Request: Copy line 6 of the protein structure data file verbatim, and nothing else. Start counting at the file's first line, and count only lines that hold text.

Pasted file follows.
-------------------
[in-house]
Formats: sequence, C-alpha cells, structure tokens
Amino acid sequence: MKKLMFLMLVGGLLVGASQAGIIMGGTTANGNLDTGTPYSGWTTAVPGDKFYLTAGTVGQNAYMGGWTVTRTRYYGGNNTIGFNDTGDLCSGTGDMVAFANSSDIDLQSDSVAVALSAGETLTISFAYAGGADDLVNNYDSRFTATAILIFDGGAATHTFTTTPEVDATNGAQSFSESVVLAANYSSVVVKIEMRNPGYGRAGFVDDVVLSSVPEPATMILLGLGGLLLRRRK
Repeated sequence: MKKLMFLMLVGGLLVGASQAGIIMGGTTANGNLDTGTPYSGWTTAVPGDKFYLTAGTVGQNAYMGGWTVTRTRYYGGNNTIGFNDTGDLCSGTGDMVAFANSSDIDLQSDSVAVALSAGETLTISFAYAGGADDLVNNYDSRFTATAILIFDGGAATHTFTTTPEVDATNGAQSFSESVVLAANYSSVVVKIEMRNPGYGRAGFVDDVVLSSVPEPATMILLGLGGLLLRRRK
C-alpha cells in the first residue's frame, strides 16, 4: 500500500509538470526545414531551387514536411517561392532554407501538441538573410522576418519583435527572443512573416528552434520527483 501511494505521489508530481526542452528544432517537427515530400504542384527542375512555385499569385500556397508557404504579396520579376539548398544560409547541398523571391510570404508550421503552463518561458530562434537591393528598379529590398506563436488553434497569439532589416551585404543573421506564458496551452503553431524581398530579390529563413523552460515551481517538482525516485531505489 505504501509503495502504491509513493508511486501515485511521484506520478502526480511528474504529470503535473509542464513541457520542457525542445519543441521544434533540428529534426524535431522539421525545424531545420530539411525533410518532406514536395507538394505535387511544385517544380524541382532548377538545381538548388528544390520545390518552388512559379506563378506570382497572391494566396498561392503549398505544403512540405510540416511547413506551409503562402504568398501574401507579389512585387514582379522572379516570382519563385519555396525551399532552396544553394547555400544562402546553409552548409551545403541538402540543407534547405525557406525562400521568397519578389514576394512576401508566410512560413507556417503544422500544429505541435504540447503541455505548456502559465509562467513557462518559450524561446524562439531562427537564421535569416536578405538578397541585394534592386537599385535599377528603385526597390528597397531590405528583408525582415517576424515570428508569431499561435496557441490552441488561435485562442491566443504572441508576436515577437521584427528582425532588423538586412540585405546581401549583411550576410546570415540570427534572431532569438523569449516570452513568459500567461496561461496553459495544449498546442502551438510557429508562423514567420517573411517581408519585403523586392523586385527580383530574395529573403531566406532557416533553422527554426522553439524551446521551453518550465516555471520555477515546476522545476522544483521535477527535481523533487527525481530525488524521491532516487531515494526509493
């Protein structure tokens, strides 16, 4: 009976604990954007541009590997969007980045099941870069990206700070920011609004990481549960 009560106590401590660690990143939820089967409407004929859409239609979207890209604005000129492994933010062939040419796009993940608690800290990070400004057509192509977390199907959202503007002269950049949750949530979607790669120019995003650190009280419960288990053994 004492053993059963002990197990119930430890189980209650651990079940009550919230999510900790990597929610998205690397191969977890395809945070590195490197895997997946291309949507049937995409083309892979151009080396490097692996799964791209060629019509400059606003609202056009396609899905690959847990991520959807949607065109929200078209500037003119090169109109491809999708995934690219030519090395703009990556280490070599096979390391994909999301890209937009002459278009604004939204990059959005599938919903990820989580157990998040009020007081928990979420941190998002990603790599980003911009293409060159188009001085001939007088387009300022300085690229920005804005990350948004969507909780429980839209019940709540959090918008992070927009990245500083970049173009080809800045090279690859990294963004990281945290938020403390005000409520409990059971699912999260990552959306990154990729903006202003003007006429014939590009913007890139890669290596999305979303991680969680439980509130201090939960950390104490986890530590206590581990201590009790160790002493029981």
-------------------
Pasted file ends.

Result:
């Protein structure tokens, strides 16, 4: 009976604990954007541009590997969007980045099941870069990206700070920011609004990481549960 009560106590401590660690990143939820089967409407004929859409239609979207890209604005000129492994933010062939040419796009993940608690800290990070400004057509192509977390199907959202503007002269950049949750949530979607790669120019995003650190009280419960288990053994 004492053993059963002990197990119930430890189980209650651990079940009550919230999510900790990597929610998205690397191969977890395809945070590195490197895997997946291309949507049937995409083309892979151009080396490097692996799964791209060629019509400059606003609202056009396609899905690959847990991520959807949607065109929200078209500037003119090169109109491809999708995934690219030519090395703009990556280490070599096979390391994909999301890209937009002459278009604004939204990059959005599938919903990820989580157990998040009020007081928990979420941190998002990603790599980003911009293409060159188009001085001939007088387009300022300085690229920005804005990350948004969507909780429980839209019940709540959090918008992070927009990245500083970049173009080809800045090279690859990294963004990281945290938020403390005000409520409990059971699912999260990552959306990154990729903006202003003007006429014939590009913007890139890669290596999305979303991680969680439980509130201090939960950390104490986890530590206590581990201590009790160790002493029981």